TeenHealthFX can easily appreciate how much you have on your plate right now. Not only are you dealing with the loss of two family members and a medical diagnosis which can be difficult to understand and come to terms with, it sounds like you may be feeling very alone in trying to deal with these things as your mother is physically not there and your father may be less emotionally available given all he has had to take on recently. FX understands the struggle you are going through right now, but we absolutely do not think that suicide is the answer. Give what you are dealing with, FX thinks that it is critical for you to reach out for help with these issues so that you have support and guidance in how to cope with all that is going on.
FX recommends that you start by letting your father know the extent of your distress. We understand that he may have a lot of his plate right now, but it sounds like he truly cares about you – and if that is the case he would want to know how you are feeling and do whatever is in his power to help you. Next, FX thinks it would be helpful for you to meet with a therapist for a consultation. A therapist can help you address your feelings of loss regarding the death of your grandparents, can help you sort through your feelings about your medical diagnosis, and can also provide you a place to work through your feelings about your mom having left and you father subsequently being less available to you.
If you haven’t already, FX also thinks it would be helpful for you to speak to the doctor who diagnosed you so you can get a better understanding of what your diagnosis means from a medical standpoint, as well as some guidance about how to emotionally cope with what is coming up for you around it. XXY males are generally living with something called Klinefelter syndrome, a genetic condition that results when a boy is born with an extra copy of the X chromosome. With treatment and support, men with Klinefelter syndrome can expect to lead a normal life, often with only minor symptoms that are hardly noticeable. Someone with Klinefelter syndrome is not considered a hermaphrodite. A hermaphrodite has both male and female sex organs. Someone with Klinefelter syndrome may have smaller than average testicles and penis, and may even have infertility problems, but they do not have female sex organs. FX is concerned that you may be feeling confused about your diagnosis and what it means exactly. And the key to coping with this kind of diagnosis and dealing with the symptoms in a positive way is education and social support. So please speak to your doctor so you can get the education and support you need.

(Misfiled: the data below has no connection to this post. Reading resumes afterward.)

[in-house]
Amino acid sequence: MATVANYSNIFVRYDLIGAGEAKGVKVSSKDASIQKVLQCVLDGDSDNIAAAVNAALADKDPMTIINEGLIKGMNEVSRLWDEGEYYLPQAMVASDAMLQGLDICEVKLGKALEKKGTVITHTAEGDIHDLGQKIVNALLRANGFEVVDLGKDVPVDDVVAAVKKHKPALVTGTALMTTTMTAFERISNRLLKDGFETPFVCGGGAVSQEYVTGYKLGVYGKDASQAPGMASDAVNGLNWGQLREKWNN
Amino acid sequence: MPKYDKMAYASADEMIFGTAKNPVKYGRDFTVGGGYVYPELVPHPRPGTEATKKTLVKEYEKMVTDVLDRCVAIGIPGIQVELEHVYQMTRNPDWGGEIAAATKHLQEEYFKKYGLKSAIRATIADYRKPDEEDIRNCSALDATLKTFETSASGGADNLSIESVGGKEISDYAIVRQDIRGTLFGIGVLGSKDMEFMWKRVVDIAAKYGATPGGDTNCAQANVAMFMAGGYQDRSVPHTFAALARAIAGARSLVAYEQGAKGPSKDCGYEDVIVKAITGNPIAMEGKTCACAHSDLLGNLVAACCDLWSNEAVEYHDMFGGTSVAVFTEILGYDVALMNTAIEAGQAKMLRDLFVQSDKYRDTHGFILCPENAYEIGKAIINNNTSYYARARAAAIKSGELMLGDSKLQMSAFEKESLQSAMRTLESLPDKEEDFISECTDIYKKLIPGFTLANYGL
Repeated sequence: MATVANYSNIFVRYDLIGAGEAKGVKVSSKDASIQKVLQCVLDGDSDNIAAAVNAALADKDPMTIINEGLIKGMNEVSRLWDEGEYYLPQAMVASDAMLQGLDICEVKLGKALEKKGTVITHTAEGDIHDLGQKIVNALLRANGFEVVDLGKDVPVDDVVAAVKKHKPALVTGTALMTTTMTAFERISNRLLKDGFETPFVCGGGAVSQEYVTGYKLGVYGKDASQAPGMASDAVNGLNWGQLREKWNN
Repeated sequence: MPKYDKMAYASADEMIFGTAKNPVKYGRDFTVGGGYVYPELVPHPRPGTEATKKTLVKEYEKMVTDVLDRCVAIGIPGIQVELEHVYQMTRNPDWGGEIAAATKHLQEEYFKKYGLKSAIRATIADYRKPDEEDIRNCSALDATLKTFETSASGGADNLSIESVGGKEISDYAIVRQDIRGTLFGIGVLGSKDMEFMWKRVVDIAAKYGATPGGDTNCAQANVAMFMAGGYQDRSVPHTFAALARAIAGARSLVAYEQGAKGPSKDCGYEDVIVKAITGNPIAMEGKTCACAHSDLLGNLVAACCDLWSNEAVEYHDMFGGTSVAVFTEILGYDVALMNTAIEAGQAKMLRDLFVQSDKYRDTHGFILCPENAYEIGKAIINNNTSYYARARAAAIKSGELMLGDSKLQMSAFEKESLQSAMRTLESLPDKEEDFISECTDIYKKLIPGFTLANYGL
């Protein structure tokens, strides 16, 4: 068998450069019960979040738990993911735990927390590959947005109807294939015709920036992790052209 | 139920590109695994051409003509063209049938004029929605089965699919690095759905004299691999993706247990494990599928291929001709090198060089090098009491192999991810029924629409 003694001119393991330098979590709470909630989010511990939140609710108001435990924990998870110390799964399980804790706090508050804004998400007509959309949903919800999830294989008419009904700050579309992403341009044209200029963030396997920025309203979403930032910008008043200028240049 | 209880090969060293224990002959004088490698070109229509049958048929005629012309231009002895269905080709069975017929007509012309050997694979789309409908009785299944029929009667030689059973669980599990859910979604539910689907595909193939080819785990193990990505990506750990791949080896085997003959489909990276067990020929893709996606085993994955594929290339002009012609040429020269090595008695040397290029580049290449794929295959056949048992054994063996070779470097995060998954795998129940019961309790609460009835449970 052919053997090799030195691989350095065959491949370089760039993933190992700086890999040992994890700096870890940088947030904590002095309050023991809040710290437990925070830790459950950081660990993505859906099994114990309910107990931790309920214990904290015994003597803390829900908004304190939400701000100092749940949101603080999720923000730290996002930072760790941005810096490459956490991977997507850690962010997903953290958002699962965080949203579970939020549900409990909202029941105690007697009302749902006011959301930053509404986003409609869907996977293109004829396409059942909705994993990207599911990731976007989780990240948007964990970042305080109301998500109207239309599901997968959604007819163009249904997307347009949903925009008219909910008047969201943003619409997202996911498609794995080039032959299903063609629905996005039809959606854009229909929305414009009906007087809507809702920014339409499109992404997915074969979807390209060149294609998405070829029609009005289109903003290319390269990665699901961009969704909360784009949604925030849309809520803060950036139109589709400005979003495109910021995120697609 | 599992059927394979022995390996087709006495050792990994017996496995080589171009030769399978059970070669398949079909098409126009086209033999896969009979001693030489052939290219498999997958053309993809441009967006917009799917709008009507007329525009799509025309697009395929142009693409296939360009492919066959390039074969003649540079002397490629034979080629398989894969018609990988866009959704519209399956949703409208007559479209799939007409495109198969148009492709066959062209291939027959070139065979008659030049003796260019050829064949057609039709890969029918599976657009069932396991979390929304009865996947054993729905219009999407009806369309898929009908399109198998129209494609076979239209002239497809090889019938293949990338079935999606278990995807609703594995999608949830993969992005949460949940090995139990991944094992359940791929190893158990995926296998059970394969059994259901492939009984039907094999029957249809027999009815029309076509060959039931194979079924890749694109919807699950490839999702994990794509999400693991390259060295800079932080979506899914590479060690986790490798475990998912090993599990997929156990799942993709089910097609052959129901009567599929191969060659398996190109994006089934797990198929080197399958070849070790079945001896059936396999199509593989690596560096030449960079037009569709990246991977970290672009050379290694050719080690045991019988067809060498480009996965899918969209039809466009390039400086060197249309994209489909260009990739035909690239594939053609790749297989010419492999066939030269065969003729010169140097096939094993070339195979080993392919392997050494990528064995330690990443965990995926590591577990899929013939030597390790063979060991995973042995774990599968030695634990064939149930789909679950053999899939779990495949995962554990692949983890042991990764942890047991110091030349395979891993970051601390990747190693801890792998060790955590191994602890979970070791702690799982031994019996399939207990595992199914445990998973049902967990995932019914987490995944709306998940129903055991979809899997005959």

If you don't have a doctor and live in northern New Jersey, you can call the Adolescent/Young Adult Center for Health at 973-971-6475 for an appointment with an adolescent medicine specialist or contact your local teen health center. You can also contact your insurance company for a list of in-network providers.
If you live in northern New Jersey and need help finding a therapist you can call the Access Center from Atlantic Behavioral Health at 888-247-1400. Outside of this area you can log onto the US Department of Health and Human Services Substance Abuse and Mental Health Services Administration website for referrals in your area. You can also contact your insurance company to get a list of in-network mental health providers or check with your school social worker or psychologist to get a list of referrals in your area.
To further help you with the grief you are dealing with regarding your grandparents deaths, FX suggests that you look into Rainbows, a non-profit, international organization that works to help children and teens who have had to deal with some kind of loss in their lives.
If you get to the point that you are seriously considering suicide or are afraid of your impulses then you need to seek help immediately. You can call 911 or go to your nearest hospital emergency room. In northern New Jersey you can also call the crisis hotline from Morristown Memorial hospital at 973-540-0100. Outside this area call the Suicide & Crisis Hotline, 1-800-999-9999, 24 hours, 7 days a week.